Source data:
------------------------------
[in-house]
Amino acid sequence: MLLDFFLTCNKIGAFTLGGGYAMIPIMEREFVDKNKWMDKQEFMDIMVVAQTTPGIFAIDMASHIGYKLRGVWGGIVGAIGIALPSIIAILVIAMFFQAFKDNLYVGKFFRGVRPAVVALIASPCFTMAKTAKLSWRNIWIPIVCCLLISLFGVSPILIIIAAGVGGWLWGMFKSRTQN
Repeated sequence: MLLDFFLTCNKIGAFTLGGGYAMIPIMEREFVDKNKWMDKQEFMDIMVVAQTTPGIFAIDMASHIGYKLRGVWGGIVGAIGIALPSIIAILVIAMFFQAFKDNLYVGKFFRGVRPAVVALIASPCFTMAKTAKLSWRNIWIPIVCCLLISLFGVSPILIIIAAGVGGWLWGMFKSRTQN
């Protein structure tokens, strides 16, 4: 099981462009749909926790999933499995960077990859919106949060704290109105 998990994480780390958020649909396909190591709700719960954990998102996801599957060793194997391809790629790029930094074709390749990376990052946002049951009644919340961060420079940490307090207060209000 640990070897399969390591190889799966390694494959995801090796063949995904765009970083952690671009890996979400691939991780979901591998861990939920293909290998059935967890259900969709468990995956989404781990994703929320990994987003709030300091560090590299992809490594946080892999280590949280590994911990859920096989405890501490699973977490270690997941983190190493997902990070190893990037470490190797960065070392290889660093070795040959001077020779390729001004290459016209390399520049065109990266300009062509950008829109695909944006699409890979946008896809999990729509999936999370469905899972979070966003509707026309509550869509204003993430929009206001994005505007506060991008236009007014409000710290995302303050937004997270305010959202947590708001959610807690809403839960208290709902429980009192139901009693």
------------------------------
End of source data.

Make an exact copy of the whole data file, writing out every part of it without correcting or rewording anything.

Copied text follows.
[in-house]
Amino acid sequence: MLLDFFLTCNKIGAFTLGGGYAMIPIMEREFVDKNKWMDKQEFMDIMVVAQTTPGIFAIDMASHIGYKLRGVWGGIVGAIGIALPSIIAILVIAMFFQAFKDNLYVGKFFRGVRPAVVALIASPCFTMAKTAKLSWRNIWIPIVCCLLISLFGVSPILIIIAAGVGGWLWGMFKSRTQN
Repeated sequence: MLLDFFLTCNKIGAFTLGGGYAMIPIMEREFVDKNKWMDKQEFMDIMVVAQTTPGIFAIDMASHIGYKLRGVWGGIVGAIGIALPSIIAILVIAMFFQAFKDNLYVGKFFRGVRPAVVALIASPCFTMAKTAKLSWRNIWIPIVCCLLISLFGVSPILIIIAAGVGGWLWGMFKSRTQN
């Protein structure tokens, strides 16, 4: 099981462009749909926790999933499995960077990859919106949060704290109105 998990994480780390958020649909396909190591709700719960954990998102996801599957060793194997391809790629790029930094074709390749990376990052946002049951009644919340961060420079940490307090207060209000 640990070897399969390591190889799966390694494959995801090796063949995904765009970083952690671009890996979400691939991780979901591998861990939920293909290998059935967890259900969709468990995956989404781990994703929320990994987003709030300091560090590299992809490594946080892999280590949280590994911990859920096989405890501490699973977490270690997941983190190493997902990070190893990037470490190797960065070392290889660093070795040959001077020779390729001004290459016209390399520049065109990266300009062509950008829109695909944006699409890979946008896809999990729509999936999370469905899972979070966003509707026309509550869509204003993430929009206001994005505007506060991008236009007014409000710290995302303050937004997270305010959202947590708001959610807690809403839960208290709902429980009192139901009693």